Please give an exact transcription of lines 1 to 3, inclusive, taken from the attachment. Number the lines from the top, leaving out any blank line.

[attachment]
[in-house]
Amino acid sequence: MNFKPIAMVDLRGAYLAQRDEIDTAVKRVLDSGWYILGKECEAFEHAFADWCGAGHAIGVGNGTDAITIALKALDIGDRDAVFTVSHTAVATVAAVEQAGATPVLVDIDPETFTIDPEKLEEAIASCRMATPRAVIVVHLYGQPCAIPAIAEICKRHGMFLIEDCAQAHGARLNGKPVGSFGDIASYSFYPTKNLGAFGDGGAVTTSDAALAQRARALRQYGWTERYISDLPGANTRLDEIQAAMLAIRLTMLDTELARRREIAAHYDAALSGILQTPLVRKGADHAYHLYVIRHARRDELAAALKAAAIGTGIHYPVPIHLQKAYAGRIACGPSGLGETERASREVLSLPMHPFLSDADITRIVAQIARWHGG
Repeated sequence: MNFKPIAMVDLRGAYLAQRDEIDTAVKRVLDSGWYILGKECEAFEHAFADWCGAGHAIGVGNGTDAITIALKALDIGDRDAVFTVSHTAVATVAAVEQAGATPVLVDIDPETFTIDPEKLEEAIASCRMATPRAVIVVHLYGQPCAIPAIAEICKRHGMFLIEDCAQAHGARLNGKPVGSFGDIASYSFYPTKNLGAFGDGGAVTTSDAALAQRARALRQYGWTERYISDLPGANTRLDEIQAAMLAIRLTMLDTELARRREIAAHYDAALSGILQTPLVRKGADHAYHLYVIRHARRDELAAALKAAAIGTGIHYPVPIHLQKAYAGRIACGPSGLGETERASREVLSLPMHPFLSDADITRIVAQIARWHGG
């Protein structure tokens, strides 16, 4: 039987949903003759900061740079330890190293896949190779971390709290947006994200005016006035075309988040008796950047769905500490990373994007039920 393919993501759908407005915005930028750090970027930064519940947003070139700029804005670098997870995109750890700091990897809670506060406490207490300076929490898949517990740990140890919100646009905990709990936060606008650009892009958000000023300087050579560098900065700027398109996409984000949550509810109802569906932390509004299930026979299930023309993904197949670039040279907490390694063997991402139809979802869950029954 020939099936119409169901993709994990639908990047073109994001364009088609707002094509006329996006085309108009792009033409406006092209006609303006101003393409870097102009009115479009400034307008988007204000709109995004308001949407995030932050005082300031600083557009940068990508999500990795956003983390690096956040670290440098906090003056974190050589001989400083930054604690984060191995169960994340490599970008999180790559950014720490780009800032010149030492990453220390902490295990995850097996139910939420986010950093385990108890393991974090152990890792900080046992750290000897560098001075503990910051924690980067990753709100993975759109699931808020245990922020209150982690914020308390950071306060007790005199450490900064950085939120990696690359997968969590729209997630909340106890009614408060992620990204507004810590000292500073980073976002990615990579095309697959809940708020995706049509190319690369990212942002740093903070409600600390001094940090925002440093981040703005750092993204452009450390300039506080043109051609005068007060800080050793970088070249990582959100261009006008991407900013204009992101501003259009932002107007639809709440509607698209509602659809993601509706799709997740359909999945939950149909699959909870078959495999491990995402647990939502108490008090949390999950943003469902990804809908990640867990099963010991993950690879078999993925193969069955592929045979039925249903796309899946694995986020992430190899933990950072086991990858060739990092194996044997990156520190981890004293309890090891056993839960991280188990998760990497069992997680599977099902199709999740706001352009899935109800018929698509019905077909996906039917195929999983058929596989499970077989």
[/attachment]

[in-house]
Amino acid sequence: MNFKPIAMVDLRGAYLAQRDEIDTAVKRVLDSGWYILGKECEAFEHAFADWCGAGHAIGVGNGTDAITIALKALDIGDRDAVFTVSHTAVATVAAVEQAGATPVLVDIDPETFTIDPEKLEEAIASCRMATPRAVIVVHLYGQPCAIPAIAEICKRHGMFLIEDCAQAHGARLNGKPVGSFGDIASYSFYPTKNLGAFGDGGAVTTSDAALAQRARALRQYGWTERYISDLPGANTRLDEIQAAMLAIRLTMLDTELARRREIAAHYDAALSGILQTPLVRKGADHAYHLYVIRHARRDELAAALKAAAIGTGIHYPVPIHLQKAYAGRIACGPSGLGETERASREVLSLPMHPFLSDADITRIVAQIARWHGG
Repeated sequence: MNFKPIAMVDLRGAYLAQRDEIDTAVKRVLDSGWYILGKECEAFEHAFADWCGAGHAIGVGNGTDAITIALKALDIGDRDAVFTVSHTAVATVAAVEQAGATPVLVDIDPETFTIDPEKLEEAIASCRMATPRAVIVVHLYGQPCAIPAIAEICKRHGMFLIEDCAQAHGARLNGKPVGSFGDIASYSFYPTKNLGAFGDGGAVTTSDAALAQRARALRQYGWTERYISDLPGANTRLDEIQAAMLAIRLTMLDTELARRREIAAHYDAALSGILQTPLVRKGADHAYHLYVIRHARRDELAAALKAAAIGTGIHYPVPIHLQKAYAGRIACGPSGLGETERASREVLSLPMHPFLSDADITRIVAQIARWHGG